(Bubo virginianus). Patient Number 22-1919.
Date of admission: November 29, 2022.
Reason for admission: Head and eye trauma.
In 1977, the children of Alberta were asked to vote for a provincial bird. The children selected the great horned owl to be Alberta’s provincial bird, a title the species retains to this day. Great horned owls are one of Alberta’s most recognizable birds, easily identified by their 'horns'. Great horned owls are commonly found across the province, but wooded areas and river valleys are their preferred habitats. They are permanent residents of Alberta; these owls have adapted well to the cold temperatures of the winter months.
Like most owls, great horned owls are most active at night. Their excellent eyesight and hearing make them formidable predators during the evening and overnight hours. These owls prey on several species of birds and rodents, but will also prey on hares. Great horned owls pair for life, with both owls caring for the young (owlets). Two or three eggs are laid each year at the end of February, or in early March.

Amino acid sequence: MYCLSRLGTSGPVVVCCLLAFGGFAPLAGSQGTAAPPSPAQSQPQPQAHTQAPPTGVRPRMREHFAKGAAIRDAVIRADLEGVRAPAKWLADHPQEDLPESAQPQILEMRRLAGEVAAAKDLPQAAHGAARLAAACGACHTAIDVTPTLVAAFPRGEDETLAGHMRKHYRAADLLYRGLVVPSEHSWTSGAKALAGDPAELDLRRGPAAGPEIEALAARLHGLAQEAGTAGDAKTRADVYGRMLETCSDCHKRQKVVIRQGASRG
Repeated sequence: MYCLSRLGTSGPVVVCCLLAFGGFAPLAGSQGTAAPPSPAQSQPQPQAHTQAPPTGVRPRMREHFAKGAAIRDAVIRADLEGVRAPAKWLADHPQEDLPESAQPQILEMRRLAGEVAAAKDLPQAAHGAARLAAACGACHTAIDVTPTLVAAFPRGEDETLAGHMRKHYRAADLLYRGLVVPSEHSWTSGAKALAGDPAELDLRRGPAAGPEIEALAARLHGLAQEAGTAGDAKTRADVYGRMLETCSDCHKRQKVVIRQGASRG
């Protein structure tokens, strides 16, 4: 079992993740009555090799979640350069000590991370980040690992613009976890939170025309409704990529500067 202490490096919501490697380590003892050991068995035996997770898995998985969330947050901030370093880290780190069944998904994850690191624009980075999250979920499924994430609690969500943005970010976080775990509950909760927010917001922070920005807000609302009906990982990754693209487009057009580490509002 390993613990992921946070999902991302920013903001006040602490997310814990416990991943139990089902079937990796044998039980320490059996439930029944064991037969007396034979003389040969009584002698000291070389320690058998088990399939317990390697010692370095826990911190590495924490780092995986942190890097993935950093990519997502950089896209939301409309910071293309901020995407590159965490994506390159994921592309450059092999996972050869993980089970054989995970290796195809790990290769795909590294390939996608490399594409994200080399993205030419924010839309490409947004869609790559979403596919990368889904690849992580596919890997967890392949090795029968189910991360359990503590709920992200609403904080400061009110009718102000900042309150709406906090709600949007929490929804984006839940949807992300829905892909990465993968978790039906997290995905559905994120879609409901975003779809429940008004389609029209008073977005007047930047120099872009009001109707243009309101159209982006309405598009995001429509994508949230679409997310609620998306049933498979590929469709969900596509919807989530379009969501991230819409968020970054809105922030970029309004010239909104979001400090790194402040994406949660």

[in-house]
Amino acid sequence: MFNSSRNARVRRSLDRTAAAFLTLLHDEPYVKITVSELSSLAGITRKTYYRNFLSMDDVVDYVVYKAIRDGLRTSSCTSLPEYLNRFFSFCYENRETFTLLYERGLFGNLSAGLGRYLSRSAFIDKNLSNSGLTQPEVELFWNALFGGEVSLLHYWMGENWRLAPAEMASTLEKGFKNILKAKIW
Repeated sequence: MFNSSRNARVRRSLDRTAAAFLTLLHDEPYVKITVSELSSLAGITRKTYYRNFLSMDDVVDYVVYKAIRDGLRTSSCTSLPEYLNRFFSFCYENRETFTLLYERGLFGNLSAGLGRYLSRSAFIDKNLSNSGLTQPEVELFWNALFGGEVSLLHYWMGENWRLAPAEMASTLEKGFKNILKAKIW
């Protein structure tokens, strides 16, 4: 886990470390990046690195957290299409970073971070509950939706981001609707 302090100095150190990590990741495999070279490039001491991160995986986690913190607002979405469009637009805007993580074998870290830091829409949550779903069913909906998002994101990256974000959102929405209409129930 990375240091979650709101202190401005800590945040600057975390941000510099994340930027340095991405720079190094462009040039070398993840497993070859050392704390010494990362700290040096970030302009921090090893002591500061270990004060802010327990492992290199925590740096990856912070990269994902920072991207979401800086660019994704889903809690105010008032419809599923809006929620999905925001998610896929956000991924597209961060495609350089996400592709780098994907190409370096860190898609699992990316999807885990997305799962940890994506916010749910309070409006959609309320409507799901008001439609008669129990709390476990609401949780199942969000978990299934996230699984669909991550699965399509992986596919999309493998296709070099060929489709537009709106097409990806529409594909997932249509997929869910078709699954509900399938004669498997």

This great horned owl was rescued from the Langdon area, after being found on the side of the road, not flying. Upon examination at AIWC’s hospital, it was discovered that he had likely been hit by a vehicle as he was suffering from head trauma and trauma to the left eye trauma.
With supportive care and a strict antibiotic regimen, we are hoping he will make a full recovery and be returned to the wild soon. Thank you for helping us to keep him forever wild!